Spotlight on Faculty: Dr. Adam Hall
When most people hear “forensic science,” they immediately think of DNA and dead bodies. With the Hollywood TV shows and movies, people often do not realize the science behind investigating a crime scene. Dr. Adam Hall, Instructor in the Biomedical Forensic Sciences program at Boston University School of Medicine (BUSM), explains how he has transformed his career from examining evidence and teaching jurors to educating students here at BUSM. Recipient of the 2012 Educator of the Year Award in the Graduate Medical Sciences, Dr. Hall continually demonstrates his dedication and service to GMS and his students.
Why did you come to BUSM?
The Biomedical Forensic Sciences program at BUSM is very unique. Dr. Tara Moore started the program six years ago, worked tirelessly to build the program and to hire faculty who had worked in the field of forensic science with MS degrees, as well as faculty with PhDs and MDs. Typically, forensic science programs do not have the term “biomedical,” but because this program is within a medical school, it accurately describes the program. The Biomedical Forensic Sciences program is very interdisciplinary, and the faculty has a wide range of expertise. My specialty is forensic chemistry and instrumental analysis. For instance, I teach students how to understand and utilize a particular instrument to identify probative evidence in arson, explosive, or drug cases.
What do students typically do after they complete this program?
Some students go on to medical school, and some continue their education in doctoral programs. The majority of students, however, are prepared to examine evidence as analysts within a crime laboratory. Some go on to work for the Boston Police Crime Lab, or the Massachusetts State Police. Others move to other states and hold similar positions in public or private forensic laboratories.
Are you currently involved in any research?
I am currently involved in two primary research areas with my thesis students. The first project aims to develop new methods for extracting evidence samples from fire scenes. Today, there are two primary reasons fires are intentionally started: malicious intent, or the current mortgage crisis and arson is believed to be an easy way out during tough financial times. It is common for a fire debris analyst to detect crude oil products such as gasoline, which remains oily and does not wash away during fire suppression efforts. However, water-based accelerants, such as vodka or other alcohols, are easily washed away and are much more difficult to detect when the evidence is extracted during the analysis. The second area of research interest examines drugs of abuse not currently regulated by the federal government. A lot of these drugs are what high school aged students are experimenting with, and are compounds that the DEA is very interested in regulating. These drugs can include synthetic drugs, as well as exotic plants containing drugs of abuse used around the world, but can easily be obtained through the internet.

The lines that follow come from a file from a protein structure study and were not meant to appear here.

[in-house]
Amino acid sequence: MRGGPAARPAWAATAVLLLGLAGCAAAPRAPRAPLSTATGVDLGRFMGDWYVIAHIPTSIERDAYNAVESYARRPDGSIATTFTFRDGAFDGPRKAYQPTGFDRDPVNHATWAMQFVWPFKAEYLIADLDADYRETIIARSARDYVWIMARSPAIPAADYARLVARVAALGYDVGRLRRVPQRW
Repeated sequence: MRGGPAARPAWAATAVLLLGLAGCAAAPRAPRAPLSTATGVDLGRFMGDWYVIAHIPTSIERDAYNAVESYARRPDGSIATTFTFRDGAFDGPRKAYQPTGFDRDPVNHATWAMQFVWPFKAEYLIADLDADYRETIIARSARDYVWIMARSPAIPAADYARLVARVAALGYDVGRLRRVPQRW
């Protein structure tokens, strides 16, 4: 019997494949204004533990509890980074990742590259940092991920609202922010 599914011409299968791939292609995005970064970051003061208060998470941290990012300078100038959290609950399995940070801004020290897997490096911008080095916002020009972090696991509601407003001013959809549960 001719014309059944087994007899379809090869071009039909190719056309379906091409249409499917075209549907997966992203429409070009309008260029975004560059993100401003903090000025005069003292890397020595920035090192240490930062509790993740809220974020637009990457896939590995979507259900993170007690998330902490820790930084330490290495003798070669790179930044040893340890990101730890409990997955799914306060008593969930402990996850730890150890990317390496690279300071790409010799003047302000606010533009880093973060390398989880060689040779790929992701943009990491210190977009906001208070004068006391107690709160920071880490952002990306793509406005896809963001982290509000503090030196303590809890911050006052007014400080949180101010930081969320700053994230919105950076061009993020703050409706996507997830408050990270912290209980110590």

Can you tell me a little about your experience before coming to Boston University?
I used to work with investigators at the Massachusetts State Police Crime Lab as a civilian scientist. I went to many crime scenes, including homicides, sexual assaults, suspicious fires and explosive cases. I would perform chemical tests and collect samples at these scenes, analyze the evidence in the lab, and testified often in criminal cases. After a series of particularly difficult homicides, I left the field to teach and to explore the next phase of my career as a forensic scientist. I had always been interested in teaching. In fact, during testimony, part of a forensic scientists job is to effectively convey information to the members of the jury. When I testified in criminal cases, I would have to explain my analysis to individuals with potentially no experience in science. My work would not be appreciated unless I could accurately convey my findings to the jurors, and to do so, I often used analogies. I also frequently visited local high schools and colleges to educate students about careers in forensic science, and the differences between “Hollywood” forensics, and the actual science. It was also interesting to explain to students that you can learn skills to apply to a forensics career, but that the real foundation was a solid understanding of the science.